Where we’ve been: attending the National Science Board summer meeting

 

Last week, the National Science Board met to discuss policies and initiatives at the National Science Foundation. The meeting provided updates on NSF’s budget process and a number of reports being produced by the agency.  Highlights from the meeting are below.

  • The committee on strategy provided an update for the FY18 budget process. As we covered here, both the U.S. House and Senate have put forth appropriations for the National Science Foundation that are ready for floor action.  Both appropriation committees provide a decrease in funding of around 2 percent from FY17 levels.  NSF’s chief financial officer pointed out that both appropriation bills include language highlighting the importance of research being supported by the agency while excluding any directorate-level budget allocations.  Additionally, both bills exceed established discretionary spending caps.  Agency officials anticipate FY18 beginning under a continuing resolution until debt ceiling and spending caps are addressed.

President Donald Trump’s FY18 budget called for a 10 percent cap on facilities and administration costs for the National Institutes of Health but did not include the same language for the NSF.  In response to the proposed language by the president and answers delivered by the director of NSF during the agency’s budget hearing, members of the board went on record to voice their opposition to imposing a cap on F&A cost reimbursements to institutions.  Members of the board urged the community to cease using terms like “indirect” or “overhead” costs due to the potential confusion that they cause when describing the importance of F&A funding.  They also addressed the importance of accurately defining what is supported through facilities and administration costs to not only Congress but the research community and the public.

NSF staff and members of the National Academies of Science, Engineering and Medicine presented reports on the value of social sciences to national priorities, new approaches to center-based engineering research and integrity in research.   The report on fostering integrity in research defines research misconduct and highlights best practices to promote increased integrity in the research enterprise. The recommendations found in the National Academies’ report address the mandates imposed by the COMPETES Act on agency oversight on research misconduct.  The report found that all stakeholders are responsible for improving research integrity policies and practices.  Moreover, funding agencies should conduct research on misconduct and detrimental practices while implementing new and effective approaches to addressing these issues.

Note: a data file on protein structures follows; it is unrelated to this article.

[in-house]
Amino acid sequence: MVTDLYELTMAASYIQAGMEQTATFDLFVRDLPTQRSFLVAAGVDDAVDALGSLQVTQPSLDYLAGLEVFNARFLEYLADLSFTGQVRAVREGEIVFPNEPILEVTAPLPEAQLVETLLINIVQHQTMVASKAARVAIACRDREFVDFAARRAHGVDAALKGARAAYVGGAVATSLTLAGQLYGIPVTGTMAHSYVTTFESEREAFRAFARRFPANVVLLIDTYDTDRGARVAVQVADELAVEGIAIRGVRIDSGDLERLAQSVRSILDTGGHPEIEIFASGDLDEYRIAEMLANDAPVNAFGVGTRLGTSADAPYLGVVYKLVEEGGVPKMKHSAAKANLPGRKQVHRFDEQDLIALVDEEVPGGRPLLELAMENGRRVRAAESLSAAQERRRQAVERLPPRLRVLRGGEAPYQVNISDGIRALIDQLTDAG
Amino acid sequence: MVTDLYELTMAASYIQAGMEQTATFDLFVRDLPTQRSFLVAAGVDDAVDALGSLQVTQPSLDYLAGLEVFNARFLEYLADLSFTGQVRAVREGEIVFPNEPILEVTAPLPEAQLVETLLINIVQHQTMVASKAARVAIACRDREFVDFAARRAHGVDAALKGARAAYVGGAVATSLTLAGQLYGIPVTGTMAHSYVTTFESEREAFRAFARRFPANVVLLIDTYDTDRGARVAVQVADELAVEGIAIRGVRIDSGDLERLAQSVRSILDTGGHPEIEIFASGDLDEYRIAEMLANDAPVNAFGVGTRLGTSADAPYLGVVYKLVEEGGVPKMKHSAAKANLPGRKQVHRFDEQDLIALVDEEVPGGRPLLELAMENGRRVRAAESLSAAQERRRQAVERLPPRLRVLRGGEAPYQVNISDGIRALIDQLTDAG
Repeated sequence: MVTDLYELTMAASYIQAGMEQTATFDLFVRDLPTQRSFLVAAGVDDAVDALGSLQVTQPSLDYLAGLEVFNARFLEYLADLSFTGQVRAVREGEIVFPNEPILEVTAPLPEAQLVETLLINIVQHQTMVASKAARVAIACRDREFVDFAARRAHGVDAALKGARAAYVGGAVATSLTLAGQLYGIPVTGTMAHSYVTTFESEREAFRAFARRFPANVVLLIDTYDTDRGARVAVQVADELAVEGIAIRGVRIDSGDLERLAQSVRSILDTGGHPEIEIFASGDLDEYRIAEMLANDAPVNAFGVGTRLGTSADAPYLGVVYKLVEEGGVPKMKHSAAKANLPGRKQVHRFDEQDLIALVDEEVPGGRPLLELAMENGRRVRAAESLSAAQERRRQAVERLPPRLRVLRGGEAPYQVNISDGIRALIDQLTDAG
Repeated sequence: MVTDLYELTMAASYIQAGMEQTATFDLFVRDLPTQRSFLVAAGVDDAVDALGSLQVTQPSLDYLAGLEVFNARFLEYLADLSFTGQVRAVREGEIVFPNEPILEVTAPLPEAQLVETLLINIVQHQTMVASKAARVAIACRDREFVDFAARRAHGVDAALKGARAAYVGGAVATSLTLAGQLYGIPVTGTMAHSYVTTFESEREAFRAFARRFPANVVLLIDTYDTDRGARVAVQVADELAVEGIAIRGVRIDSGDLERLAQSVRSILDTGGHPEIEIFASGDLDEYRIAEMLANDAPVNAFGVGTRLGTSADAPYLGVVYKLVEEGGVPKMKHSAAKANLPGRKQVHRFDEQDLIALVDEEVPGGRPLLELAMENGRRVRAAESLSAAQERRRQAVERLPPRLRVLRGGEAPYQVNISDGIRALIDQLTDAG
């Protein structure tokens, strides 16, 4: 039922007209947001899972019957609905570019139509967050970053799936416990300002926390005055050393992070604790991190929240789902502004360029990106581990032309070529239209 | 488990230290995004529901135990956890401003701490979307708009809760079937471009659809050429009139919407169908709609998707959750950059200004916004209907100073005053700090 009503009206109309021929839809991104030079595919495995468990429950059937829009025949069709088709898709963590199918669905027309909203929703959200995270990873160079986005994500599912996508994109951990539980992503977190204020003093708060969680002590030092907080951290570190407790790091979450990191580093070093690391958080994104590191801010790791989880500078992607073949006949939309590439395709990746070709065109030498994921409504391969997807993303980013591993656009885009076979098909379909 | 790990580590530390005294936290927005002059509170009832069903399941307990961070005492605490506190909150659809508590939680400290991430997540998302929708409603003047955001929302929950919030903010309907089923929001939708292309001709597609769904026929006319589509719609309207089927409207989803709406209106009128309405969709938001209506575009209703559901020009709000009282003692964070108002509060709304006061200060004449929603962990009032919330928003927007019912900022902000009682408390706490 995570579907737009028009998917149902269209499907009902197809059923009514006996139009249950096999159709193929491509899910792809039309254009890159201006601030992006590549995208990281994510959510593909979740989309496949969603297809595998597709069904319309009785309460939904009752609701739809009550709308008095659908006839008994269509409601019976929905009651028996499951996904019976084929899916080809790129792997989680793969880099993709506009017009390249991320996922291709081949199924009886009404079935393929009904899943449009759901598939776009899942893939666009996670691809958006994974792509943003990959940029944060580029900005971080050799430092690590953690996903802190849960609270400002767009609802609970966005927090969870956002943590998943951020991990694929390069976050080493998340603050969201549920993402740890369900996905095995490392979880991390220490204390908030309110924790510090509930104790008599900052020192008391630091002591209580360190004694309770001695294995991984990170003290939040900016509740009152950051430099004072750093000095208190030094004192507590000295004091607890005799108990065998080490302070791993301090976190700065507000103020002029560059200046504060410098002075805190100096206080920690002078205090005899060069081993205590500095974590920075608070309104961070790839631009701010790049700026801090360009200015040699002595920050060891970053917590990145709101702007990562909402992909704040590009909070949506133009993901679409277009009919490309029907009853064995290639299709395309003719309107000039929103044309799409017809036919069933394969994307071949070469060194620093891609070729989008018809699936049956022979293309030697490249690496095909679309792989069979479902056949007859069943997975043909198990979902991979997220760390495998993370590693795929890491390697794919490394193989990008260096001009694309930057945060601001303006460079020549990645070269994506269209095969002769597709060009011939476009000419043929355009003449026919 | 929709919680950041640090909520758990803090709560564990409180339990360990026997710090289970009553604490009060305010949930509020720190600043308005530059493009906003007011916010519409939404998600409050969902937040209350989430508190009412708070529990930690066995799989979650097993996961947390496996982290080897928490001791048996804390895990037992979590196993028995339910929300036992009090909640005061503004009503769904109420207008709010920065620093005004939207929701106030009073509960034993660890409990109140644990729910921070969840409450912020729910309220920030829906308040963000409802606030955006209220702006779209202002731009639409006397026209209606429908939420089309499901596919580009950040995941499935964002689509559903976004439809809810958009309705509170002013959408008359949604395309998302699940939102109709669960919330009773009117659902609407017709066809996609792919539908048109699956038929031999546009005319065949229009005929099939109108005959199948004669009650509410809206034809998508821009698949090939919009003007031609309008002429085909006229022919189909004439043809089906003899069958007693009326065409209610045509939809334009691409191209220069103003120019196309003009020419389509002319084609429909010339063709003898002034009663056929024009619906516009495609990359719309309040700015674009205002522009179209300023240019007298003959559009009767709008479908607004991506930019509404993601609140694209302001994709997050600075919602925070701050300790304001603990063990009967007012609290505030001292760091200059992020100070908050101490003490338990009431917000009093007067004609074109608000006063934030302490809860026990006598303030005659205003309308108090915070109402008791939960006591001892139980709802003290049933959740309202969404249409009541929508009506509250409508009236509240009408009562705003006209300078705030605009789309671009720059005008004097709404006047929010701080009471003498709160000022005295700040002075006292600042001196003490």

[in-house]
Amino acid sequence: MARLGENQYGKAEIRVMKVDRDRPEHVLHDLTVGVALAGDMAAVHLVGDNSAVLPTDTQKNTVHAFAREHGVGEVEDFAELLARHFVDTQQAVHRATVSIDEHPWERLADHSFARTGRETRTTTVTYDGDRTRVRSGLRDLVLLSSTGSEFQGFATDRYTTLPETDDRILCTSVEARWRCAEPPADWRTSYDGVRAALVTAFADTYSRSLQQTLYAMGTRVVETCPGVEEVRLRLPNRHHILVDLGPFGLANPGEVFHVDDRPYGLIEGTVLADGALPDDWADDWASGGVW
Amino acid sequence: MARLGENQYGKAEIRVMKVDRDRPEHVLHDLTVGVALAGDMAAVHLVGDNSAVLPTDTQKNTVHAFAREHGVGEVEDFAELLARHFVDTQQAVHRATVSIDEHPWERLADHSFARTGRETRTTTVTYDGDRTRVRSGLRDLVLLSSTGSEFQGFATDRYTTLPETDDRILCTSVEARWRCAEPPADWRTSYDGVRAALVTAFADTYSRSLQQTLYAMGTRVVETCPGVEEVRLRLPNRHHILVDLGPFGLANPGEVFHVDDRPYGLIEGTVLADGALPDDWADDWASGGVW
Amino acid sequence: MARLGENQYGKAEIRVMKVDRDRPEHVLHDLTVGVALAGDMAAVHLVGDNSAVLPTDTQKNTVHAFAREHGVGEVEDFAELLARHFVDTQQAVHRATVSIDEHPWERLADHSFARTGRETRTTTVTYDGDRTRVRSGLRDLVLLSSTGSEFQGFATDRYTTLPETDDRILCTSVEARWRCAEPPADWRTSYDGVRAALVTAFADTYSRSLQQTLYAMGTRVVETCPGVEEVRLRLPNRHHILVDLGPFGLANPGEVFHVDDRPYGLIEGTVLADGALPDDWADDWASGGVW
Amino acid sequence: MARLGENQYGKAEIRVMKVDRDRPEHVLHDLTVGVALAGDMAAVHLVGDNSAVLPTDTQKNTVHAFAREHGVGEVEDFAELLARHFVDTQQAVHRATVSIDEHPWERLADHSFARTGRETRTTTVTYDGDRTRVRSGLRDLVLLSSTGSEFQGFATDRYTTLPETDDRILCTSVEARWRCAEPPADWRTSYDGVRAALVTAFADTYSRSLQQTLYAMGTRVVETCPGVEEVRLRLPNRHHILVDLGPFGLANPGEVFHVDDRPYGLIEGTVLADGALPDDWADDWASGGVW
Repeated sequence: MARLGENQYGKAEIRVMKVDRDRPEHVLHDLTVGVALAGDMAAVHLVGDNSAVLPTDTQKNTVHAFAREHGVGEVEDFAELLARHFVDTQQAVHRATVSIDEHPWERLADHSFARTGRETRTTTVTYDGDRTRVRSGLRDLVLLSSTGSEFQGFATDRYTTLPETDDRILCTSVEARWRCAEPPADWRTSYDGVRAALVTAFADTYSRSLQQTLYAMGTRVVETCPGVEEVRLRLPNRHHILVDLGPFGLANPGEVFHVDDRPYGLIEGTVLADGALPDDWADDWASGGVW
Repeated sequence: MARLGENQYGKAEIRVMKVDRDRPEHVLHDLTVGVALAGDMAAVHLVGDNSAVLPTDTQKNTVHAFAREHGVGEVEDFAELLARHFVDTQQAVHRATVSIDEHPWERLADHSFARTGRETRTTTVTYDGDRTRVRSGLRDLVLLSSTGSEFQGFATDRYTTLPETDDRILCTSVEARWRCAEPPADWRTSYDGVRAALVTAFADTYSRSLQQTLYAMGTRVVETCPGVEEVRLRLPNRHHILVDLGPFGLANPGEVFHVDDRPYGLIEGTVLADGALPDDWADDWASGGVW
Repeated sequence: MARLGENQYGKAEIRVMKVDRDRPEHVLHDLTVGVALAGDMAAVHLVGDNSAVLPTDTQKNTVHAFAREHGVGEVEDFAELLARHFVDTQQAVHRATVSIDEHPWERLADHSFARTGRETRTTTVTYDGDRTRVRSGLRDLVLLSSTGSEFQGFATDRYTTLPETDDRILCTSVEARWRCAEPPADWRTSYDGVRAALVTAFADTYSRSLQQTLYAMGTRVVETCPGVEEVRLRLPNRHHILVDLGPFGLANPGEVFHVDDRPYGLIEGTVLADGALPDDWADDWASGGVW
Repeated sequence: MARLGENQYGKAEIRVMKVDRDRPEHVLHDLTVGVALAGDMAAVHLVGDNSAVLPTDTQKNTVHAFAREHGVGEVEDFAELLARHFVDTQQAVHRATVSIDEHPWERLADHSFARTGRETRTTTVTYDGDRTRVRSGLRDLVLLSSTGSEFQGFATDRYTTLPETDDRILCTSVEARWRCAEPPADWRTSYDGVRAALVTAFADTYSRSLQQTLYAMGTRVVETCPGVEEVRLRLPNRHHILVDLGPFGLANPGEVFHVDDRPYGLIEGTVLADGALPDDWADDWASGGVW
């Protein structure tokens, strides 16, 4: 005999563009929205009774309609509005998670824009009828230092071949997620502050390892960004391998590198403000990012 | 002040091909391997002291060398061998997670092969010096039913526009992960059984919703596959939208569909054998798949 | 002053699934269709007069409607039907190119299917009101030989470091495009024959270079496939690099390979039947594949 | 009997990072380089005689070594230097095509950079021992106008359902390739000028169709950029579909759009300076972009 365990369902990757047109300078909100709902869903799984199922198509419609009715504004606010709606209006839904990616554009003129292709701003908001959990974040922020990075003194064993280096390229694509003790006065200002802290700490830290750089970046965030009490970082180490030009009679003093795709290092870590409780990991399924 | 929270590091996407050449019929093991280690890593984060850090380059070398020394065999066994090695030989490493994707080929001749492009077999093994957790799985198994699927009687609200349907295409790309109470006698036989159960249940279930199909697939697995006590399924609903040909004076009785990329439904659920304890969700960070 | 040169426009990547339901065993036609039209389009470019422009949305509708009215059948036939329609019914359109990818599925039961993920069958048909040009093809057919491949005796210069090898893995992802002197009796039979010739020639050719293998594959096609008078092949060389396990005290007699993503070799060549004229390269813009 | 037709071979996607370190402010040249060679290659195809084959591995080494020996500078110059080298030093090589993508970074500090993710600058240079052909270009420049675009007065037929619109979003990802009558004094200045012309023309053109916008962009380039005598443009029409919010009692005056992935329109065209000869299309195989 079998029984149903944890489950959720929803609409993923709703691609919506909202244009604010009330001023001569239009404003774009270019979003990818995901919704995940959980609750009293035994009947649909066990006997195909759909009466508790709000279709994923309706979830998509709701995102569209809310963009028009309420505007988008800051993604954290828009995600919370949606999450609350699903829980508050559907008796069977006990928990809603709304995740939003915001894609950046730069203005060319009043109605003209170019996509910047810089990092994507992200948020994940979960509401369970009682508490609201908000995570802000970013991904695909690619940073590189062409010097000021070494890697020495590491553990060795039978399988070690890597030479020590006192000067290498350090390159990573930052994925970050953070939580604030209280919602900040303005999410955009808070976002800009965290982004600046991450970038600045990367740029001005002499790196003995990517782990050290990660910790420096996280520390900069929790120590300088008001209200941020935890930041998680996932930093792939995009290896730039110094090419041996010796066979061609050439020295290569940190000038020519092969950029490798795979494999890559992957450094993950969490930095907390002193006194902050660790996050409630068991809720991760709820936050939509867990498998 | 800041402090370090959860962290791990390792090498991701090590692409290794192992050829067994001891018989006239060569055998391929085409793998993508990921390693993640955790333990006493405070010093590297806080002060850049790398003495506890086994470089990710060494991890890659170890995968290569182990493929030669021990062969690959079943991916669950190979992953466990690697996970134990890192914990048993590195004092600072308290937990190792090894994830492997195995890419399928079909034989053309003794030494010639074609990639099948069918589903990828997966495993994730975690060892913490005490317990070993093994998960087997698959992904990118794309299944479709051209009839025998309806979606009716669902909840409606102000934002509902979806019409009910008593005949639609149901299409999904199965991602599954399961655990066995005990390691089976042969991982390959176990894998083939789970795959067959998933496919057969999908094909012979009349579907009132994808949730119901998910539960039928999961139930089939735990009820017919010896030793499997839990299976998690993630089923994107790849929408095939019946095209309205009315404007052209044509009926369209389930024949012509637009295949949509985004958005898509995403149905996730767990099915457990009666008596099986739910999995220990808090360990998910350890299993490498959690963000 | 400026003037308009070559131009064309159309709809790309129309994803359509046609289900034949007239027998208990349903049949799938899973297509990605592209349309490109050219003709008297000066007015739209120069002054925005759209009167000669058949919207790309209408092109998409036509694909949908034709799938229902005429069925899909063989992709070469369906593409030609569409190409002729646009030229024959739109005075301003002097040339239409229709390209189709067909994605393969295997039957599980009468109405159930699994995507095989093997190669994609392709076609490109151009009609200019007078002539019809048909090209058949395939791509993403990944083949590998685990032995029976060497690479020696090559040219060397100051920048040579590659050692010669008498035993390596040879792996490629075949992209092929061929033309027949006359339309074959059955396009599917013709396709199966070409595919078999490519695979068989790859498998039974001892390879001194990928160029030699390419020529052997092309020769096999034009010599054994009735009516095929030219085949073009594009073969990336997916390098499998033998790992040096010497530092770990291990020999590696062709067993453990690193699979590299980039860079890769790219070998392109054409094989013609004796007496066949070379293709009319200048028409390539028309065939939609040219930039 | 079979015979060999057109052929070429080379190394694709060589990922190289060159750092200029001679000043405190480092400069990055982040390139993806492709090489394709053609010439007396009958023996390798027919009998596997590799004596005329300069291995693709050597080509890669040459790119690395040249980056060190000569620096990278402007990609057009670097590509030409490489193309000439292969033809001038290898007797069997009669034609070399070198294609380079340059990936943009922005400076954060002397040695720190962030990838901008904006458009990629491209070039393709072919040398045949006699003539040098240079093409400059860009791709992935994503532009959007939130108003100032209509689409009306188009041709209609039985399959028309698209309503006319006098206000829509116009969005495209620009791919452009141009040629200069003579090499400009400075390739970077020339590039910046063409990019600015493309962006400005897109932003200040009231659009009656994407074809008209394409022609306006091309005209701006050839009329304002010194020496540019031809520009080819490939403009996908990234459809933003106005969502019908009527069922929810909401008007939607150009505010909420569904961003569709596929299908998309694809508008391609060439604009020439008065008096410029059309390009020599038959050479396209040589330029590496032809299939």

• The committee on oversight discussed the 2016 merit review report and the preliminary outcomes of merit review pilots being conducted around the agency. In recent years, a number of programs across the NSF have been conducting a merit review pilot eliminating proposal submission deadlines.  This policy change resulted in an initial drop off in the number of proposals submitted to participating programs. This decrease was subsequently sustained in the years after the drop-off.  As a result, success rates for programs participating in the pilot increased and the workloads for reviewers, program staff and principle investigators decreased.  While trends in awardee demographics were presented, officials shied away from attributing any cause-and-effect association without further research.
  • The committee on science and engineering policy was presented with a draft of the NSF Science and Engineering Indicators 2018 report. A new chapter, titled “Invention, Knowledge Transfer and Innovation,” is being incorporated into the report to display the effects of federal investments in research to the economy.  The new chapter will include patent data to lead the discussion on invention. Also, the section on innovation will include data points such as multi-factor productivity and the creation of new firms as potential measurements of innovation.  The current draft S&E indicators report is under revision and slated for release in 2018.

Additional discussion during the NSB meeting covered research misconduct, the value of proper mentoring for trainees, NSF’s no-cost overrun policy, and NSF’s new focus on the “skilled technical workforce.”

Recordings from the open sessions can be viewed here.

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